The Western Australian government has declared its hand on reform for the state’s Legislative Council, with the release today of the report of the Ministerial Expert Committee on Electoral Reform. It recommends abolishing the state’s system of six six-member regions and having the entire chamber elected at large, similar to the situation that applies in the New South Wales and South Australia, but without their staggered eight-year terms.
Whereas the system currently allocates half the members to the metropolitan area and half to the non-metropolitan area, despite the former claiming roughly three-quarters of the state’s population, the proposed reform offers “one-vote one-value”. It naturally does so at the expense of existing regional representation, and is sure to alienate country voters who were repeatedly told by Mark McGowan before the March election that such reform was “not on our agenda”.
With the government apparently also planning to increase the number of members from 36 to 37 (it doesn’t say this in the report, but Attorney-General John Quigley said this was the plan at his press conference today), this means the quota for election will be a mere 2.63%, compared with the 14.28% quota that applies under the existing system, as well as at half-Senate elections; the 7.69% quota that applies for the Senate at double dissolutions; the 4.54% quota in New South Wales has when electing half its 42 members of the Legislative Council; and the 8.33% quota in South Australia when electing half its chamber of 22.
However, the report also predictably recommends the abolition of group voting tickets, so we may at least be assured that parties elected on small vote shares will be the most popular of their kind and not simply beneficiaries of preference harvesting, as was notoriously the case with Wilson Tucker of the Daylight Saving Party, who won a seat in the Mining and Pastoral region at the March state election from 98 votes.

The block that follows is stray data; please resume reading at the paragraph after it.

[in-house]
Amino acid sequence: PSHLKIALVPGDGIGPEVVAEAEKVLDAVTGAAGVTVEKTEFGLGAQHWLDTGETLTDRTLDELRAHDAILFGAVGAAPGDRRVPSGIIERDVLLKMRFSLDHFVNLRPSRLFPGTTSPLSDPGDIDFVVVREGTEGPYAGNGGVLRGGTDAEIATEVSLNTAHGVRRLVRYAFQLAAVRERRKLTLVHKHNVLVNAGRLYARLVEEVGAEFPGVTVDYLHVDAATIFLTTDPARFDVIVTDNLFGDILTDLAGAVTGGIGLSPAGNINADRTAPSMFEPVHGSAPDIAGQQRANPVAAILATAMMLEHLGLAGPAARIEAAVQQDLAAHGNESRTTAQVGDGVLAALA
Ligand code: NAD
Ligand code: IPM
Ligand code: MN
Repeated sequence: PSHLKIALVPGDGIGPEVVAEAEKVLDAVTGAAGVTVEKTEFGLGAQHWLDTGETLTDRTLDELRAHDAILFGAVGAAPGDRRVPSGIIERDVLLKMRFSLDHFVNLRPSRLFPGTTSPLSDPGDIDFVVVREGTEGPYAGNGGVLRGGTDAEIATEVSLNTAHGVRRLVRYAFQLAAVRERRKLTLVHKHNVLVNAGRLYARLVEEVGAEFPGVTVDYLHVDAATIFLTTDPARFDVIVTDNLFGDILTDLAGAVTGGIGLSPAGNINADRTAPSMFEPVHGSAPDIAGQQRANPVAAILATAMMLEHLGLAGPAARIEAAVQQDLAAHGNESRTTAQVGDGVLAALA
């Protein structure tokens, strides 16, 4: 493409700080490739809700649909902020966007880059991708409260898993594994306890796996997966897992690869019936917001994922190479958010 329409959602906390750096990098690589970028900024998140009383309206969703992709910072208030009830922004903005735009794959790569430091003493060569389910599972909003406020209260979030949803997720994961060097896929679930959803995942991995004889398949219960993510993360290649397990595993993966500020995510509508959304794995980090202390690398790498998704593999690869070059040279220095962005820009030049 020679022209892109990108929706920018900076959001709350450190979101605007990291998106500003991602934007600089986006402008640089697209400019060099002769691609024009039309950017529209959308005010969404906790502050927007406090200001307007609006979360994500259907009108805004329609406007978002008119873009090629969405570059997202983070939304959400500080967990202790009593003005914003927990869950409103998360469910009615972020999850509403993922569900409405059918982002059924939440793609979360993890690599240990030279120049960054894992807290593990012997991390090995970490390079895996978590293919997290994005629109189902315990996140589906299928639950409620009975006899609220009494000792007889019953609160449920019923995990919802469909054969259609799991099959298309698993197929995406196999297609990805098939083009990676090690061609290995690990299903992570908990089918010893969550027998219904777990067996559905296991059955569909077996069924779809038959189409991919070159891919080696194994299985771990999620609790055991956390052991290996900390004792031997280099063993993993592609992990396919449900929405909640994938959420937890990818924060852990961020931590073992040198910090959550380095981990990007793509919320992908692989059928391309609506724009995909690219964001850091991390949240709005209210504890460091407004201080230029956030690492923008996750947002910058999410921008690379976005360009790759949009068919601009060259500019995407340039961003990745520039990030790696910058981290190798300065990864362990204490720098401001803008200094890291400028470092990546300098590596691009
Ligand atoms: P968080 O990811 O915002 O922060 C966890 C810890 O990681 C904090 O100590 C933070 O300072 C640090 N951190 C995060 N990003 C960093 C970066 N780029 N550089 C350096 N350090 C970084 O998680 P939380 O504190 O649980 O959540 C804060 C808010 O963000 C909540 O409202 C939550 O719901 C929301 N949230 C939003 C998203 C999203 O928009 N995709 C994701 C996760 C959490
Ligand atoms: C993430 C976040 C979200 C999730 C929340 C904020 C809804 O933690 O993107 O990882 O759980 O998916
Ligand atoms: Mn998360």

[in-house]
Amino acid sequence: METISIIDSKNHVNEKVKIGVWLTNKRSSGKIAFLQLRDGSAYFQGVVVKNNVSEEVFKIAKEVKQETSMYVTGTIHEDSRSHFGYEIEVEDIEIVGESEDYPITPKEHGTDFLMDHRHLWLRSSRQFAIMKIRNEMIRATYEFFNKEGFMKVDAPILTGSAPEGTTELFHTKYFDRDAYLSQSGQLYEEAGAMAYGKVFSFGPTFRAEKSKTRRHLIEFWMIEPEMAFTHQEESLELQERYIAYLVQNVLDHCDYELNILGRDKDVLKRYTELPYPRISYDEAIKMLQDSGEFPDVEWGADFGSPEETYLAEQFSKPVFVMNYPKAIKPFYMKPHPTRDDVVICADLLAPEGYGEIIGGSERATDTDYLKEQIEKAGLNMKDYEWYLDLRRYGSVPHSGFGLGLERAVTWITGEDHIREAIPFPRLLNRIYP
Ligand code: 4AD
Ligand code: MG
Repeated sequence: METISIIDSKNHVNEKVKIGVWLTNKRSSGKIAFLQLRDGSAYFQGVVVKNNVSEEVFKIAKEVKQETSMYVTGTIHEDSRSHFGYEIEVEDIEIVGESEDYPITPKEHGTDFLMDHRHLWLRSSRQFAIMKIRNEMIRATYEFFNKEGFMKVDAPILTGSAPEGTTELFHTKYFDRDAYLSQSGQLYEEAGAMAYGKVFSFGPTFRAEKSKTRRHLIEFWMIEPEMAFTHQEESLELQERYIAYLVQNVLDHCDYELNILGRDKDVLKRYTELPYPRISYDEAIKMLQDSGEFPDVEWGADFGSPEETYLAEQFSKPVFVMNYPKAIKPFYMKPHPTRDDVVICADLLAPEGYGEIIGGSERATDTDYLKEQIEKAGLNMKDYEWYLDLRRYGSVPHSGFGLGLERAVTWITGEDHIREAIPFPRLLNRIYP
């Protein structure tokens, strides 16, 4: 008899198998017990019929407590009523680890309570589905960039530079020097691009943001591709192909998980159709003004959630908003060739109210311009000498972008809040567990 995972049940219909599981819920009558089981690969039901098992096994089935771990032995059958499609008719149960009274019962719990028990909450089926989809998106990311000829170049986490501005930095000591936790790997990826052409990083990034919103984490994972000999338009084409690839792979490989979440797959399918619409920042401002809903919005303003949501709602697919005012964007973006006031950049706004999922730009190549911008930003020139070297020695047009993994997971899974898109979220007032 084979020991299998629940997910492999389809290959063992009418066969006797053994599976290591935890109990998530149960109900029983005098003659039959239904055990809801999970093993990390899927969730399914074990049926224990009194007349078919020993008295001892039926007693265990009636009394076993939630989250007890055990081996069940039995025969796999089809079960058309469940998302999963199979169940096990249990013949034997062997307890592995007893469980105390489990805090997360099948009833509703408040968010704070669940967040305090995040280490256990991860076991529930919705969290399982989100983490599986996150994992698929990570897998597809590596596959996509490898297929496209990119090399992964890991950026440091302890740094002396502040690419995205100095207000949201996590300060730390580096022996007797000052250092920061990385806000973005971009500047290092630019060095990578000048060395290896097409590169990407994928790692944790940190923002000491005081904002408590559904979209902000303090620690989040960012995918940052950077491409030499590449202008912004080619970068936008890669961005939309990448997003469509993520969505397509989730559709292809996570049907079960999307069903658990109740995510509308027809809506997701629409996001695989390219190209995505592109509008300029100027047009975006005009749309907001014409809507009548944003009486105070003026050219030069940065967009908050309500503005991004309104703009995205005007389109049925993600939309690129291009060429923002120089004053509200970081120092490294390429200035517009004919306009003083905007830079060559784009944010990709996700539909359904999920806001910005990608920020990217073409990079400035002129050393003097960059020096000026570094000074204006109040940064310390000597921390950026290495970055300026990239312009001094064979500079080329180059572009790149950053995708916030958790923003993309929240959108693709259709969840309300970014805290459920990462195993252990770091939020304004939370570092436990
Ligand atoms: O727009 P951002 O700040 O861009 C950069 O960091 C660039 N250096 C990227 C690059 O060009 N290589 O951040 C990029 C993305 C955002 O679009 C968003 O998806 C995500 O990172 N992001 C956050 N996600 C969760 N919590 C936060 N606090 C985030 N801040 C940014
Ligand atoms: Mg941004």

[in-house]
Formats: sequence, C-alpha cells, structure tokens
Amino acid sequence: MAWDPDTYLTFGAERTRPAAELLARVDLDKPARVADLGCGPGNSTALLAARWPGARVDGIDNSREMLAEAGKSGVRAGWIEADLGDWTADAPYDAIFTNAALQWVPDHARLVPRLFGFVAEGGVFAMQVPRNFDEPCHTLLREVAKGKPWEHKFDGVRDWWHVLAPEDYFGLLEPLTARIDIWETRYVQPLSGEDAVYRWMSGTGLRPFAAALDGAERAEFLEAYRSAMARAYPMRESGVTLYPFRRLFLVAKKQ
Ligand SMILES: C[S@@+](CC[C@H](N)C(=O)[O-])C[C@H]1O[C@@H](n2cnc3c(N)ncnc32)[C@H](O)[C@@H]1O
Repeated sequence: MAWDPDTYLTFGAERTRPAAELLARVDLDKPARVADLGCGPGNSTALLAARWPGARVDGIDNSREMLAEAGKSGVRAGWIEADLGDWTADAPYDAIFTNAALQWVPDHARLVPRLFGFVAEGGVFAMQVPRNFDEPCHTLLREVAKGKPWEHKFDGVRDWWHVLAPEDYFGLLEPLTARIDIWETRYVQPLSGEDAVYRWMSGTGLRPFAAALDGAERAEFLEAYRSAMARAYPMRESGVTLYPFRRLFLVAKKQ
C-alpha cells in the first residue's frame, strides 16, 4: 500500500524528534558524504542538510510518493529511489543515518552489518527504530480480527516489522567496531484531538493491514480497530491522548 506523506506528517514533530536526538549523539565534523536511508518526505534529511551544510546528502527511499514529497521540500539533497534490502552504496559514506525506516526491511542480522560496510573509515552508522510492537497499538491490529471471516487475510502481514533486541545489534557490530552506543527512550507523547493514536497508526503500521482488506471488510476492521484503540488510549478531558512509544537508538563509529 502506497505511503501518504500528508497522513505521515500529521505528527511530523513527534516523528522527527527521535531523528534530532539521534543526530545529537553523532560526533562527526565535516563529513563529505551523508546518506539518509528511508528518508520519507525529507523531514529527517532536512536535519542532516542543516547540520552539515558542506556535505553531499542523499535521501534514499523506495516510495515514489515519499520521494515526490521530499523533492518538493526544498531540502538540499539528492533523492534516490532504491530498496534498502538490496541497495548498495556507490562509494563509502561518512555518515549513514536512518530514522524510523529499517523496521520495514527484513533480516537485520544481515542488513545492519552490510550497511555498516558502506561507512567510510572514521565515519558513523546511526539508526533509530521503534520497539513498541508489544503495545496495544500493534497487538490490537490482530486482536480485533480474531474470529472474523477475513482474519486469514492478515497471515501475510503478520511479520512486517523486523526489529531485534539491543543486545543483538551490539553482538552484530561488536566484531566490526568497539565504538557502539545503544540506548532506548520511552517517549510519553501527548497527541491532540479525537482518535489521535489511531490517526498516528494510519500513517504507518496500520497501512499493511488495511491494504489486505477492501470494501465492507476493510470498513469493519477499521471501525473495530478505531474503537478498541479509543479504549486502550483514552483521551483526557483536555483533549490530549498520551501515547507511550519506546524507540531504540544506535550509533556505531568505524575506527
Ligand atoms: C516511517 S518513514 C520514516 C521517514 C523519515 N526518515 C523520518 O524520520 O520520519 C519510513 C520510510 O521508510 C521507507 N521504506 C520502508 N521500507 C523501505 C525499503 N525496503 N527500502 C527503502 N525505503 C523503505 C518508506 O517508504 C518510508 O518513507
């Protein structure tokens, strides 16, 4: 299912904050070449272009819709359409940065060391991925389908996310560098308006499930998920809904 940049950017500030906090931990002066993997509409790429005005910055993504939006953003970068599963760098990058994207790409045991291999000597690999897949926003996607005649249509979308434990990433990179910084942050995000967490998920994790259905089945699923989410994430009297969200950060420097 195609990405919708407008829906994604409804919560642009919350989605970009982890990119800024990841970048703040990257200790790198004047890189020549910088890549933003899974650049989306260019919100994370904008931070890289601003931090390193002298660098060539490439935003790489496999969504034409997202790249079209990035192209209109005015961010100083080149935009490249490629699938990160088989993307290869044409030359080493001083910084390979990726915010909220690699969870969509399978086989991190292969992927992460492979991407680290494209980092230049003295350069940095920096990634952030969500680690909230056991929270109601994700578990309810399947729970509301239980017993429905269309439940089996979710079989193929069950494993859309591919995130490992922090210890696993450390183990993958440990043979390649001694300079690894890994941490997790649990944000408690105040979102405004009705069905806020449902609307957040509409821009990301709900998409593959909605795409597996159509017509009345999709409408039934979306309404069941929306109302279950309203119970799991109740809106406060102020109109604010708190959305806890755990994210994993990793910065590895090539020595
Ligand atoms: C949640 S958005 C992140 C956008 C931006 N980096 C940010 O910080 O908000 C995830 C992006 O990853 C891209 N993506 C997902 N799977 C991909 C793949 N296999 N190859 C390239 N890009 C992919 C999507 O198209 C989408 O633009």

As was done in the Senate, this will be complemented by optional preferential voting, so that abolishing the group voting ticket option does not oblige voters to number ever box on what threatens to be a very large statewide ballot paper. Whereas the Senate ballot paper advises voters to number a minimum of either six boxes above the line or twelve below it, while actually allowing as few as one or six respectively to constitute a formal vote, the recommendation is to direct voters to number any number of boxes above the line or at least 20 below it.
To mitigate against the dramatic expansion that looms in the size of the ballot paper, there are recommendations that the hurdles should be raised for parties wishing to seek election: a $500 registration fee; a requirement that parties be registered for more than six months before the election; tightening the requirement that parties have at least 500 members by requiring that none of them be members of other registered parties; hiking the nomination fee from $250 per candidate to $1000; requiring 200 electors to nominate independent candidates; and requiring at least three candidates for above-the-line groups.
This must all now go through parliament, and while it is more than possible the details will be refined during the process, Labor’s massive parliamentary majorities ensure that it is unlikely to amount to much.